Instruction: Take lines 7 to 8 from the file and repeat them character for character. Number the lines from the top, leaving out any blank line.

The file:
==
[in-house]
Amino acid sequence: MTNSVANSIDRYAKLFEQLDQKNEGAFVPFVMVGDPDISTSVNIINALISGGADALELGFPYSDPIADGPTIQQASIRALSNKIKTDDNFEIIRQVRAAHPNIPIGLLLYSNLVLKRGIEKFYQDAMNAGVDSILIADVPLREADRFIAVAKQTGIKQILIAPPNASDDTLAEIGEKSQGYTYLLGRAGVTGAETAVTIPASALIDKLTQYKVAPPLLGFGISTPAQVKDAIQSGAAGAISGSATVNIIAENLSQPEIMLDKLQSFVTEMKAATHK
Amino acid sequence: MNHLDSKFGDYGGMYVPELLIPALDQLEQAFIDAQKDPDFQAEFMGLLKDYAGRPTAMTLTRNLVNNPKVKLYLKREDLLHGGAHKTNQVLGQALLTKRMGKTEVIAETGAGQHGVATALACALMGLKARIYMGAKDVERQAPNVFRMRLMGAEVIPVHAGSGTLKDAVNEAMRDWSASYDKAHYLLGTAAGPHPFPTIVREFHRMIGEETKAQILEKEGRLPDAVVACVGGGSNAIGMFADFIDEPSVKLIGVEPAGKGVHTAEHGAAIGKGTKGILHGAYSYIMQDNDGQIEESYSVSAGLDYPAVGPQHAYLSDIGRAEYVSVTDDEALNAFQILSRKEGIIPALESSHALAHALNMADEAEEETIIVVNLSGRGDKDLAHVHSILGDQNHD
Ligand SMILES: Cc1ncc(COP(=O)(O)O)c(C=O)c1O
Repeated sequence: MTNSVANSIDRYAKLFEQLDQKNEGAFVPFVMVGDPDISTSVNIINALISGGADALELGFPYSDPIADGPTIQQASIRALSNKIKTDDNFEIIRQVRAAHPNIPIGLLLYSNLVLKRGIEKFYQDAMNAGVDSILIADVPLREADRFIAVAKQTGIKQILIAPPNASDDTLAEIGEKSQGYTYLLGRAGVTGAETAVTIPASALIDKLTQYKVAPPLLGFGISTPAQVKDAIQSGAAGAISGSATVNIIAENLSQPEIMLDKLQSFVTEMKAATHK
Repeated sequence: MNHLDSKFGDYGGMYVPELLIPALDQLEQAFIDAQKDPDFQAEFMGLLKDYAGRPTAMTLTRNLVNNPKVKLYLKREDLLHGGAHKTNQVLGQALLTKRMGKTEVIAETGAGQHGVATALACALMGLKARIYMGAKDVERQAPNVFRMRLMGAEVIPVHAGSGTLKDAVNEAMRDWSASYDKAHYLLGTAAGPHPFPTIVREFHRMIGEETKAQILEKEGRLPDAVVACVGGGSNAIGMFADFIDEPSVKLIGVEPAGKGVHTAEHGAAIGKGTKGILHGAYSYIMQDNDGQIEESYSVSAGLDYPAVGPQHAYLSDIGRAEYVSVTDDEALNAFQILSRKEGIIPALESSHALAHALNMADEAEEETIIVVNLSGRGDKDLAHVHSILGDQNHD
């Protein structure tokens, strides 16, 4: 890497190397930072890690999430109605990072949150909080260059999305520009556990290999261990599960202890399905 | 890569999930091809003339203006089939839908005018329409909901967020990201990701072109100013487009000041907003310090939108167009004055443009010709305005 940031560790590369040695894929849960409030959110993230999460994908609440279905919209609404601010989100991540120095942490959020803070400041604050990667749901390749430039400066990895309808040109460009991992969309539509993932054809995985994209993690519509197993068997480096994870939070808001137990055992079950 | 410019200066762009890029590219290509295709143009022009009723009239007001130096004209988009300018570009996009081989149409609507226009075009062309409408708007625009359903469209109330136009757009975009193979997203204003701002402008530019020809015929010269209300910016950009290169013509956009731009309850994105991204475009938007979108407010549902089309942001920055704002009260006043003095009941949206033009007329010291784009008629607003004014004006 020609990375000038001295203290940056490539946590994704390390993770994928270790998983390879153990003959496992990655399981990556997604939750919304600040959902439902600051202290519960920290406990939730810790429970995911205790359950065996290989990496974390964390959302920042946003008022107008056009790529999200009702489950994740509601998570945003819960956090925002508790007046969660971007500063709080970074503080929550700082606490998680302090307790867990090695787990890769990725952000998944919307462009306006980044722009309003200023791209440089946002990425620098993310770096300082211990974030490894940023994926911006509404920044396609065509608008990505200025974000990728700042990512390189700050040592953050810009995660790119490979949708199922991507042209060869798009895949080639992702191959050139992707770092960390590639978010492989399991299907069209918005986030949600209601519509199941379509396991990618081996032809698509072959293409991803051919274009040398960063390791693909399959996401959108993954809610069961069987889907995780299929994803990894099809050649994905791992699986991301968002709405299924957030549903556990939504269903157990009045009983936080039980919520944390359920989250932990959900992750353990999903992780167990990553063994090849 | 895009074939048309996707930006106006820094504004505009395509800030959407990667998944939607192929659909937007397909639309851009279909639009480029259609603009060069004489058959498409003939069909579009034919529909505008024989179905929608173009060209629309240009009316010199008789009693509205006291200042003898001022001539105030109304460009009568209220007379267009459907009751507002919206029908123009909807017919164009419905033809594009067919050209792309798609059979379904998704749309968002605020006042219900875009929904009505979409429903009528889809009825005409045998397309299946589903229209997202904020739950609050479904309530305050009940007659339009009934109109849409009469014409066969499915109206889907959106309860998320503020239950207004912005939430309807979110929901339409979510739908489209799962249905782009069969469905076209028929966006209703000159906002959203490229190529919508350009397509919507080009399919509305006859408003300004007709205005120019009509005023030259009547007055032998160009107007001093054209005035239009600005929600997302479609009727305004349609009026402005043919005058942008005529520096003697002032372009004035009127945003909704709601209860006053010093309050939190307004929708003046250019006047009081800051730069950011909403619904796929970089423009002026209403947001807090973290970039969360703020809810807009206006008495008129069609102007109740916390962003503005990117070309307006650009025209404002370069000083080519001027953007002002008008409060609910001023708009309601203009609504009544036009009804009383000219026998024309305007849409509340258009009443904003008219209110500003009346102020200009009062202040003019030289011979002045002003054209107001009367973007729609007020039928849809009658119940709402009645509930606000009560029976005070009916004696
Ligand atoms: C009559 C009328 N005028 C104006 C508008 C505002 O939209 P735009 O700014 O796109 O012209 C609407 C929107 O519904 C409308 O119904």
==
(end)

């Protein structure tokens, strides 16, 4: 890497190397930072890690999430109605990072949150909080260059999305520009556990290999261990599960202890399905 | 890569999930091809003339203006089939839908005018329409909901967020990201990701072109100013487009000041907003310090939108167009004055443009010709305005 940031560790590369040695894929849960409030959110993230999460994908609440279905919209609404601010989100991540120095942490959020803070400041604050990667749901390749430039400066990895309808040109460009991992969309539509993932054809995985994209993690519509197993068997480096994870939070808001137990055992079950 | 410019200066762009890029590219290509295709143009022009009723009239007001130096004209988009300018570009996009081989149409609507226009075009062309409408708007625009359903469209109330136009757009975009193979997203204003701002402008530019020809015929010269209300910016950009290169013509956009731009309850994105991204475009938007979108407010549902089309942001920055704002009260006043003095009941949206033009007329010291784009008629607003004014004006 020609990375000038001295203290940056490539946590994704390390993770994928270790998983390879153990003959496992990655399981990556997604939750919304600040959902439902600051202290519960920290406990939730810790429970995911205790359950065996290989990496974390964390959302920042946003008022107008056009790529999200009702489950994740509601998570945003819960956090925002508790007046969660971007500063709080970074503080929550700082606490998680302090307790867990090695787990890769990725952000998944919307462009306006980044722009309003200023791209440089946002990425620098993310770096300082211990974030490894940023994926911006509404920044396609065509608008990505200025974000990728700042990512390189700050040592953050810009995660790119490979949708199922991507042209060869798009895949080639992702191959050139992707770092960390590639978010492989399991299907069209918005986030949600209601519509199941379509396991990618081996032809698509072959293409991803051919274009040398960063390791693909399959996401959108993954809610069961069987889907995780299929994803990894099809050649994905791992699986991301968002709405299924957030549903556990939504269903157990009045009983936080039980919520944390359920989250932990959900992750353990999903992780167990990553063994090849 | 895009074939048309996707930006106006820094504004505009395509800030959407990667998944939607192929659909937007397909639309851009279909639009480029259609603009060069004489058959498409003939069909579009034919529909505008024989179905929608173009060209629309240009009316010199008789009693509205006291200042003898001022001539105030109304460009009568209220007379267009459907009751507002919206029908123009909807017919164009419905033809594009067919050209792309798609059979379904998704749309968002605020006042219900875009929904009505979409429903009528889809009825005409045998397309299946589903229209997202904020739950609050479904309530305050009940007659339009009934109109849409009469014409066969499915109206889907959106309860998320503020239950207004912005939430309807979110929901339409979510739908489209799962249905782009069969469905076209028929966006209703000159906002959203490229190529919508350009397509919507080009399919509305006859408003300004007709205005120019009509005023030259009547007055032998160009107007001093054209005035239009600005929600997302479609009727305004349609009026402005043919005058942008005529520096003697002032372009004035009127945003909704709601209860006053010093309050939190307004929708003046250019006047009081800051730069950011909403619904796929970089423009002026209403947001807090973290970039969360703020809810807009206006008495008129069609102007109740916390962003503005990117070309307006650009025209404002370069000083080519001027953007002002008008409060609910001023708009309601203009609504009544036009009804009383000219026998024309305007849409509340258009009443904003008219209110500003009346102020200009009062202040003019030289011979002045002003054209107001009367973007729609007020039928849809009658119940709402009645509930606000009560029976005070009916004696
Ligand atoms: C009559 C009328 N005028 C104006 C508008 C505002 O939209 P735009 O700014 O796109 O012209 C609407 C929107 O519904 C409308 O119904």